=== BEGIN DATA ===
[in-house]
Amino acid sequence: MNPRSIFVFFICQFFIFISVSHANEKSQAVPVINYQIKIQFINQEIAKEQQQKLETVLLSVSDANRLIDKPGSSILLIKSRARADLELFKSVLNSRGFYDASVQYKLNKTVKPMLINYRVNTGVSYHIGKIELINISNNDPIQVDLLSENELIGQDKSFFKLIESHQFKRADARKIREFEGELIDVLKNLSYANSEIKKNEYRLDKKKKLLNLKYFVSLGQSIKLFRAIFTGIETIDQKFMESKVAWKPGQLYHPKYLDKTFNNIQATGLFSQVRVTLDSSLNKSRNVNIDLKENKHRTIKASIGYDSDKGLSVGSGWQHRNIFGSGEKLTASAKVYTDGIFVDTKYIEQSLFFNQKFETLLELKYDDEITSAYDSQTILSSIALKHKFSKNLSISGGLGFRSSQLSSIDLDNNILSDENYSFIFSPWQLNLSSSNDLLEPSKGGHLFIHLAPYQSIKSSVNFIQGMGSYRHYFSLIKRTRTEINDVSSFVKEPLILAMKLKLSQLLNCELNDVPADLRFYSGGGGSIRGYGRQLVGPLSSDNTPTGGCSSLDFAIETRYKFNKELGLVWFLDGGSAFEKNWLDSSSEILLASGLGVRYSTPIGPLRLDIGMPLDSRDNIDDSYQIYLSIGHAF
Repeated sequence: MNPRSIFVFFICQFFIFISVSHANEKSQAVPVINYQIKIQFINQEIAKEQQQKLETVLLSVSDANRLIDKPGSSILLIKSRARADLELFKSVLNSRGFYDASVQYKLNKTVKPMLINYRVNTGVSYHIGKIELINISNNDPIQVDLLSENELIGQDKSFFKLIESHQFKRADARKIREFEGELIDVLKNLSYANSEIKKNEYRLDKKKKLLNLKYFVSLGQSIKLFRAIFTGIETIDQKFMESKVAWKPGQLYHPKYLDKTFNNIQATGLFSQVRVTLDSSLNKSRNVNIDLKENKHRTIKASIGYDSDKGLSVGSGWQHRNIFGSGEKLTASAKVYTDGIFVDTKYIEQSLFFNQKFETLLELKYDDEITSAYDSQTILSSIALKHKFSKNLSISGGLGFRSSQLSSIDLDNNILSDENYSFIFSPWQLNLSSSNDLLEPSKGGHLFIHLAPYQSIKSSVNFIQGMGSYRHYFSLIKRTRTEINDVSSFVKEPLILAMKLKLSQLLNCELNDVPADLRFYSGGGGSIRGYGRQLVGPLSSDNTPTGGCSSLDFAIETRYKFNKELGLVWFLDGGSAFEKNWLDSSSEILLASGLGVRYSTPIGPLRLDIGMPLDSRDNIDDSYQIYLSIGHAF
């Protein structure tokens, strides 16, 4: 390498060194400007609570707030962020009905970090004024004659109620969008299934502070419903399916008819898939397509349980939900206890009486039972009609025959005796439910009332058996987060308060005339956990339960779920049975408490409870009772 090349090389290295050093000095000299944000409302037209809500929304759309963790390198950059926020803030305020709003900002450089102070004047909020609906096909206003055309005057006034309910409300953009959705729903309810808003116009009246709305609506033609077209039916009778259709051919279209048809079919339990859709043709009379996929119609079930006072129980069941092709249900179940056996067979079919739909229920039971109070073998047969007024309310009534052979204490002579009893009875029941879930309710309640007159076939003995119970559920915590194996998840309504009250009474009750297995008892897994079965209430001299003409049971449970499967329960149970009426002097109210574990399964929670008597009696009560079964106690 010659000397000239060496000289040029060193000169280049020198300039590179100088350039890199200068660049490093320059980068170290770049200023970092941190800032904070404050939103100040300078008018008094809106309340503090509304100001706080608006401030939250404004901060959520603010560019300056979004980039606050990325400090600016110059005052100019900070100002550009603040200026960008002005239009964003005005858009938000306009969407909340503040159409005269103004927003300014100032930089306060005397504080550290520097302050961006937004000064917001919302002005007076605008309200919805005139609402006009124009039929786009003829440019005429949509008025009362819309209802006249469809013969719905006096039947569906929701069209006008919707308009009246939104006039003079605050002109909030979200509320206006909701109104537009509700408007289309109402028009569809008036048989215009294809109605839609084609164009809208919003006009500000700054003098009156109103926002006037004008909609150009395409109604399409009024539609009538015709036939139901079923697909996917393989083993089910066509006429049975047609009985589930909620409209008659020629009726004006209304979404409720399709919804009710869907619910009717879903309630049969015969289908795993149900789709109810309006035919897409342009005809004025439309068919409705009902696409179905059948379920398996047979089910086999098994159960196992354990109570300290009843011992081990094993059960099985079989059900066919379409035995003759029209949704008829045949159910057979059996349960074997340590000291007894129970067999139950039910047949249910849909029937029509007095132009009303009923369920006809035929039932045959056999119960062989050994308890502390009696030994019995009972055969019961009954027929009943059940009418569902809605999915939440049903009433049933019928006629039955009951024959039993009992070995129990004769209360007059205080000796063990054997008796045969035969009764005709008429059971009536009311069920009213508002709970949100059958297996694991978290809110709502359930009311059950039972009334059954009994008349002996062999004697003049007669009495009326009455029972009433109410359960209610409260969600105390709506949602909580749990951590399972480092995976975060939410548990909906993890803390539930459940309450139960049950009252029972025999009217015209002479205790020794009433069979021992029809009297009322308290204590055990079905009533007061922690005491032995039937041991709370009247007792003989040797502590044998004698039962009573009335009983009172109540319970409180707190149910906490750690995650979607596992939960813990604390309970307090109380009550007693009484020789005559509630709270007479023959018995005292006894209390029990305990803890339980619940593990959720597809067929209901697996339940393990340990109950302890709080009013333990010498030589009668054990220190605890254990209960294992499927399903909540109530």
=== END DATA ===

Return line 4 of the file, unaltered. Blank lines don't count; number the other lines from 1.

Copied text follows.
């Protein structure tokens, strides 16, 4: 390498060194400007609570707030962020009905970090004024004659109620969008299934502070419903399916008819898939397509349980939900206890009486039972009609025959005796439910009332058996987060308060005339956990339960779920049975408490409870009772 090349090389290295050093000095000299944000409302037209809500929304759309963790390198950059926020803030305020709003900002450089102070004047909020609906096909206003055309005057006034309910409300953009959705729903309810808003116009009246709305609506033609077209039916009778259709051919279209048809079919339990859709043709009379996929119609079930006072129980069941092709249900179940056996067979079919739909229920039971109070073998047969007024309310009534052979204490002579009893009875029941879930309710309640007159076939003995119970559920915590194996998840309504009250009474009750297995008892897994079965209430001299003409049971449970499967329960149970009426002097109210574990399964929670008597009696009560079964106690 010659000397000239060496000289040029060193000169280049020198300039590179100088350039890199200068660049490093320059980068170290770049200023970092941190800032904070404050939103100040300078008018008094809106309340503090509304100001706080608006401030939250404004901060959520603010560019300056979004980039606050990325400090600016110059005052100019900070100002550009603040200026960008002005239009964003005005858009938000306009969407909340503040159409005269103004927003300014100032930089306060005397504080550290520097302050961006937004000064917001919302002005007076605008309200919805005139609402006009124009039929786009003829440019005429949509008025009362819309209802006249469809013969719905006096039947569906929701069209006008919707308009009246939104006039003079605050002109909030979200509320206006909701109104537009509700408007289309109402028009569809008036048989215009294809109605839609084609164009809208919003006009500000700054003098009156109103926002006037004008909609150009395409109604399409009024539609009538015709036939139901079923697909996917393989083993089910066509006429049975047609009985589930909620409209008659020629009726004006209304979404409720399709919804009710869907619910009717879903309630049969015969289908795993149900789709109810309006035919897409342009005809004025439309068919409705009902696409179905059948379920398996047979089910086999098994159960196992354990109570300290009843011992081990094993059960099985079989059900066919379409035995003759029209949704008829045949159910057979059996349960074997340590000291007894129970067999139950039910047949249910849909029937029509007095132009009303009923369920006809035929039932045959056999119960062989050994308890502390009696030994019995009972055969019961009954027929009943059940009418569902809605999915939440049903009433049933019928006629039955009951024959039993009992070995129990004769209360007059205080000796063990054997008796045969035969009764005709008429059971009536009311069920009213508002709970949100059958297996694991978290809110709502359930009311059950039972009334059954009994008349002996062999004697003049007669009495009326009455029972009433109410359960209610409260969600105390709506949602909580749990951590399972480092995976975060939410548990909906993890803390539930459940309450139960049950009252029972025999009217015209002479205790020794009433069979021992029809009297009322308290204590055990079905009533007061922690005491032995039937041991709370009247007792003989040797502590044998004698039962009573009335009983009172109540319970409180707190149910906490750690995650979607596992939960813990604390309970307090109380009550007693009484020789005559509630709270007479023959018995005292006894209390029990305990803890339980619940593990959720597809067929209901697996339940393990340990109950302890709080009013333990010498030589009668054990220190605890254990209960294992499927399903909540109530």